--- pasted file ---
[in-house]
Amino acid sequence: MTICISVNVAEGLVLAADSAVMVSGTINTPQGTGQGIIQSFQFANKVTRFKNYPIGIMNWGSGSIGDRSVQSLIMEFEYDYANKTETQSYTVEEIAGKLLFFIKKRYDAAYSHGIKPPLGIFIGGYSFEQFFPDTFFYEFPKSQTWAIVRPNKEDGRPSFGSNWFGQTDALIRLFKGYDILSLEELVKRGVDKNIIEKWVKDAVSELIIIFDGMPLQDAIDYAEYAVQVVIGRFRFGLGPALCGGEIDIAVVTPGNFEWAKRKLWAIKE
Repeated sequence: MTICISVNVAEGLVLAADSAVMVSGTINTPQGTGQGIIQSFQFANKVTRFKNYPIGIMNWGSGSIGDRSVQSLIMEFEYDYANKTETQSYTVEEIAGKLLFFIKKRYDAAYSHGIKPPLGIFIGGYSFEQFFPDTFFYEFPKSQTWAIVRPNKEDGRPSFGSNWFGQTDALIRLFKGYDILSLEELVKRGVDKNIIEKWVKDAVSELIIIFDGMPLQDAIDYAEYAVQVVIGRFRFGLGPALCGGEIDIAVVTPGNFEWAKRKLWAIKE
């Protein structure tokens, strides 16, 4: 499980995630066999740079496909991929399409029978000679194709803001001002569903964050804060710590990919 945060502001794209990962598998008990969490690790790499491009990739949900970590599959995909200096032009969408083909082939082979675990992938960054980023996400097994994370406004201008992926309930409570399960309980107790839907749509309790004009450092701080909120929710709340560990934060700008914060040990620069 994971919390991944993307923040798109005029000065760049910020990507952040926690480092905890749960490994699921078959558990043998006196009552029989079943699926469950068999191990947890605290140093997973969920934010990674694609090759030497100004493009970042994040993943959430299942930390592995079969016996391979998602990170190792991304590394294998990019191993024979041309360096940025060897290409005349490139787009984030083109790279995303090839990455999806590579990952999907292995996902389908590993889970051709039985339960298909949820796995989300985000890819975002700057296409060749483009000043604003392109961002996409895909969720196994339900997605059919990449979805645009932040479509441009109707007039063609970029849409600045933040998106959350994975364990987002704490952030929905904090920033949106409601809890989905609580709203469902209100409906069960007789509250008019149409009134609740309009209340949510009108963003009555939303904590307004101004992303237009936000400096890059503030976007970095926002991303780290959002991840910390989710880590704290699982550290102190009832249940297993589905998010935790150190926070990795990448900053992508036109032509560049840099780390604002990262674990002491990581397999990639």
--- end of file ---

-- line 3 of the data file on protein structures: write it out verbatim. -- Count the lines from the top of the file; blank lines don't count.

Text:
Repeated sequence: MTICISVNVAEGLVLAADSAVMVSGTINTPQGTGQGIIQSFQFANKVTRFKNYPIGIMNWGSGSIGDRSVQSLIMEFEYDYANKTETQSYTVEEIAGKLLFFIKKRYDAAYSHGIKPPLGIFIGGYSFEQFFPDTFFYEFPKSQTWAIVRPNKEDGRPSFGSNWFGQTDALIRLFKGYDILSLEELVKRGVDKNIIEKWVKDAVSELIIIFDGMPLQDAIDYAEYAVQVVIGRFRFGLGPALCGGEIDIAVVTPGNFEWAKRKLWAIKE